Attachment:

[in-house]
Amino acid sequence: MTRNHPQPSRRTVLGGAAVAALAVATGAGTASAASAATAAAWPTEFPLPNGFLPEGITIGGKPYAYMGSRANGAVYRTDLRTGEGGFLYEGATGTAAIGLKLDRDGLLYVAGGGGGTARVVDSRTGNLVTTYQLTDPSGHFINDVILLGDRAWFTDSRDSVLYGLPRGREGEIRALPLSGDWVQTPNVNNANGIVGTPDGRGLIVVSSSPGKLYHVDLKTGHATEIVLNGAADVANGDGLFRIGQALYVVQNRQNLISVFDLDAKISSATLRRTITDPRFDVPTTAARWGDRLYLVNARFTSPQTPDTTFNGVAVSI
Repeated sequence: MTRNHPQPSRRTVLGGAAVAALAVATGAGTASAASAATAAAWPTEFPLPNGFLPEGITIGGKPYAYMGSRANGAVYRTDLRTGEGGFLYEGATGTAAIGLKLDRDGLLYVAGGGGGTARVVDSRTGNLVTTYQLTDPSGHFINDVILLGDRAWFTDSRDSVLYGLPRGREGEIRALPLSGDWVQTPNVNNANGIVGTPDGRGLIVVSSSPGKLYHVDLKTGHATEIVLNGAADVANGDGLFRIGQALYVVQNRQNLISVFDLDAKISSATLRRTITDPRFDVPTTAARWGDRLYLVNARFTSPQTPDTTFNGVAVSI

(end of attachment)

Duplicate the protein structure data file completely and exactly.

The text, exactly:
[in-house]
Amino acid sequence: MTRNHPQPSRRTVLGGAAVAALAVATGAGTASAASAATAAAWPTEFPLPNGFLPEGITIGGKPYAYMGSRANGAVYRTDLRTGEGGFLYEGATGTAAIGLKLDRDGLLYVAGGGGGTARVVDSRTGNLVTTYQLTDPSGHFINDVILLGDRAWFTDSRDSVLYGLPRGREGEIRALPLSGDWVQTPNVNNANGIVGTPDGRGLIVVSSSPGKLYHVDLKTGHATEIVLNGAADVANGDGLFRIGQALYVVQNRQNLISVFDLDAKISSATLRRTITDPRFDVPTTAARWGDRLYLVNARFTSPQTPDTTFNGVAVSI
Repeated sequence: MTRNHPQPSRRTVLGGAAVAALAVATGAGTASAASAATAAAWPTEFPLPNGFLPEGITIGGKPYAYMGSRANGAVYRTDLRTGEGGFLYEGATGTAAIGLKLDRDGLLYVAGGGGGTARVVDSRTGNLVTTYQLTDPSGHFINDVILLGDRAWFTDSRDSVLYGLPRGREGEIRALPLSGDWVQTPNVNNANGIVGTPDGRGLIVVSSSPGKLYHVDLKTGHATEIVLNGAADVANGDGLFRIGQALYVVQNRQNLISVFDLDAKISSATLRRTITDPRFDVPTTAARWGDRLYLVNARFTSPQTPDTTFNGVAVSI